Disturbing Reports and Troubling Questions
Recently returned from the annual meeting of the Society of Biblical Literature (this year in San Francisco), I enjoyed renewing contacts with long-time friends in the field, productive meetings of various sorts, and some interesting presentations. I may say more about these in coming postings. But as I flew back I was troubled reflecting on a conversation with a female colleague from another university who related her experience of sexual harassment by a very, very well-known scholar years ago when she was a young graduate student. I’m doubly troubled because this is now the second such conversation in recent years, in which I’ve been told by a fully credible woman colleague in the field of this sort of thing (and in the earlier case the reputation of the other scholar in question as a hound-dog when it came to his female grad students was affirmed by a male graduate of the same university). So I now know of two such prominent men in the field who preyed on their female graduate students. (I won’t use names of anyone, mainly to prevent unsought attention to the women in question. And this posting comes entirely from me, with no impetus or collusion from the women in question.)
I’m 68 in December and I’ve seen a lot of the world, but I admit that in each case I found myself surprised and shocked, and then angry. I just never expected that among senior colleagues, highly respected for their scholarly accomplishments in my field, there are a few (I trust only a few) who could also practice this kind of demeaning and damned wrong behaviour. Yes, students can come on to their teachers, and there are various kinds of sexual shenanigans in academia. But I’m talking about a particular kind of betrayal of trust and an abuse of power.
I also am left with some troubling questions. How did these guys imagine that they had the right to impose themselves on these women (and others) simply because they were young, female, and within their reach? How did they look at themselves in the mirror and not feel ashamed, not recognize that their behaviour was disgusting and harmful to the women? How did they imagine that their power-trip sexual advances were welcome? But I wonder also could the major universities in which these guys worked have been more effective in communicating to academic staff and students that such behaviour was completely unacceptable, that students should report such behaviour, absolutely safe that they wouldn’t be penalized and that action would be taken?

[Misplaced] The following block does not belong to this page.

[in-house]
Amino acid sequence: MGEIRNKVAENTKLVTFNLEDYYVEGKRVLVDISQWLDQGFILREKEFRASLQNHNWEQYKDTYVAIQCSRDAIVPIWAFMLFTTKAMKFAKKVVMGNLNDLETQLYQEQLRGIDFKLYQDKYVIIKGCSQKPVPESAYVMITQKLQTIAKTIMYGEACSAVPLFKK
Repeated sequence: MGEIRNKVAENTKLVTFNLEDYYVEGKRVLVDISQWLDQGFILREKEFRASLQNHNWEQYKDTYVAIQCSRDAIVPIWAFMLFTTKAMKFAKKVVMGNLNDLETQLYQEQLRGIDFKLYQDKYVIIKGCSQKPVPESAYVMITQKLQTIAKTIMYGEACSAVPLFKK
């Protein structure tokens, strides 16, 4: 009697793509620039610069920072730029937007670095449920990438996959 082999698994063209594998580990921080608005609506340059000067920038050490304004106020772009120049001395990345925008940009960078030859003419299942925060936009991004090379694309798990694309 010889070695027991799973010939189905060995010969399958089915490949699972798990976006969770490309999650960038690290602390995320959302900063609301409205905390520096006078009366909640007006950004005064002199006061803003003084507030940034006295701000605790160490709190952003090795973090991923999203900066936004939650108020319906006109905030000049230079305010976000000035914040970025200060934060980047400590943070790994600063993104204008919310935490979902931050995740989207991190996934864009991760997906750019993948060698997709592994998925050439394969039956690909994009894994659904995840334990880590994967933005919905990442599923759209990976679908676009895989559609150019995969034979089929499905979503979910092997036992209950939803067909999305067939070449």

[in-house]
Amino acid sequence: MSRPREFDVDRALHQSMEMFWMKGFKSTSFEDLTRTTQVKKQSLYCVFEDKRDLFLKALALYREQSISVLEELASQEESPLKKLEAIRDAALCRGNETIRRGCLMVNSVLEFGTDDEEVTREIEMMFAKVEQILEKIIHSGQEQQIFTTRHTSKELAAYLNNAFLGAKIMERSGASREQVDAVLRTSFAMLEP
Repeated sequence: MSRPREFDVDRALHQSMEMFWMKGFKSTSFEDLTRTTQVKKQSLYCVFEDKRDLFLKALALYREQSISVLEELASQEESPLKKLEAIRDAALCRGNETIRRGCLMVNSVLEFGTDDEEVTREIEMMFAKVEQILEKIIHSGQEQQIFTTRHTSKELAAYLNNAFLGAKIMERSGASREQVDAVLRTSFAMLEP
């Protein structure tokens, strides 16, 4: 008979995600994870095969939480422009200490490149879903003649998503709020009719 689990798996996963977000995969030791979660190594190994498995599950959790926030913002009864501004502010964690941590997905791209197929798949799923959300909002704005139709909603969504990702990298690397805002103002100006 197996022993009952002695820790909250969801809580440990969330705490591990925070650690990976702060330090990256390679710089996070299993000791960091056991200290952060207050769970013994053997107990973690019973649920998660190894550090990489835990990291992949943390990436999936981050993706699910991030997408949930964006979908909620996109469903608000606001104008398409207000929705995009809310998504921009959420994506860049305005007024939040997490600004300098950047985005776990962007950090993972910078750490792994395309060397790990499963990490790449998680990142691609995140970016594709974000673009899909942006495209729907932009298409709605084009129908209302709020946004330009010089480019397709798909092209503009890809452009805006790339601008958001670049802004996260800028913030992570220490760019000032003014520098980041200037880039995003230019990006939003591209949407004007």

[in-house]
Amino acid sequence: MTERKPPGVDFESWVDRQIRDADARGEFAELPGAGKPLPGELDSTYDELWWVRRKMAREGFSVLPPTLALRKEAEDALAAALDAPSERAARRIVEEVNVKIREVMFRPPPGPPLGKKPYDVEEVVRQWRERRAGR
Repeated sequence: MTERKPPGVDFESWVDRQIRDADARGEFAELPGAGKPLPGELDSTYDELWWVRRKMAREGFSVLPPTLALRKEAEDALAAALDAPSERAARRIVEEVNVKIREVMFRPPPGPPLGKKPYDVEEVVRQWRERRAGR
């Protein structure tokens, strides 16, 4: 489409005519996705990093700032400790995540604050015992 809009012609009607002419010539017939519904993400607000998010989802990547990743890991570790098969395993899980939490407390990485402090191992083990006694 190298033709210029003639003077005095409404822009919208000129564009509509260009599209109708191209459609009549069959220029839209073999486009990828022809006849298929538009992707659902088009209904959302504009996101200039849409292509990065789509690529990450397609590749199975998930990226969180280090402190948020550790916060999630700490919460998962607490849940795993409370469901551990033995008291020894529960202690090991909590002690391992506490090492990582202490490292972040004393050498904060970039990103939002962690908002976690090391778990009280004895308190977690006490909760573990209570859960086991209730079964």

These particular events reported to me took place a number of years ago, but my final question is at least as troubling as the others: Are there scholars out there today in universities and colleges who feel free to inflict themselves upon their students, students whose only mistake was registering for a degree in that institution and under that scholar’s supervision? This isn’t an invitation for accusations here, by any means. I merely indicate the concern that motivates this posting.
I share the offence of women who have been subjected to such unsought and demeaning advances and pressures. The men who engage in this behaviour aren’t macho or admirable in the least. This isn’t innocent sexual behaviour. I repeat that it’s an abuse of power and of trust. Whatever their scholarly contributions, in these attitudes and actions, these particular guys are a disgrace to their position and their universities, and a blight upon the discipline. I’m embarrassed that they’re members of my sex and of my scholarly guild. (For me, it’s even more embarrassing that these are scholars in my field. Obviously, they are immune to the sexual standards advocated in the texts that they studied for many years.)
I’m confident that my feelings are shared rather widely among academic colleagues. So let’s all work to ensure that these experiences become relics of a previous generation, and that women entering our field today don’t continue to face this kind of unwanted sexual advance from those who ought to set an example of responsible mentoring.
At all levels (and especially Department level), colleges and universities should make it clear that this sort of behaviour won’t be tolerated, and those guilty should be disciplined sharply. Maybe academic colleagues (especially senior ones, who aren’t so vulnerable) should confront anyone they know to be engaging in this kind of exploitation. This posting is intended as a small contribution to discouraging these abuses and to fostering an academic culture in which they won’t be tolerated.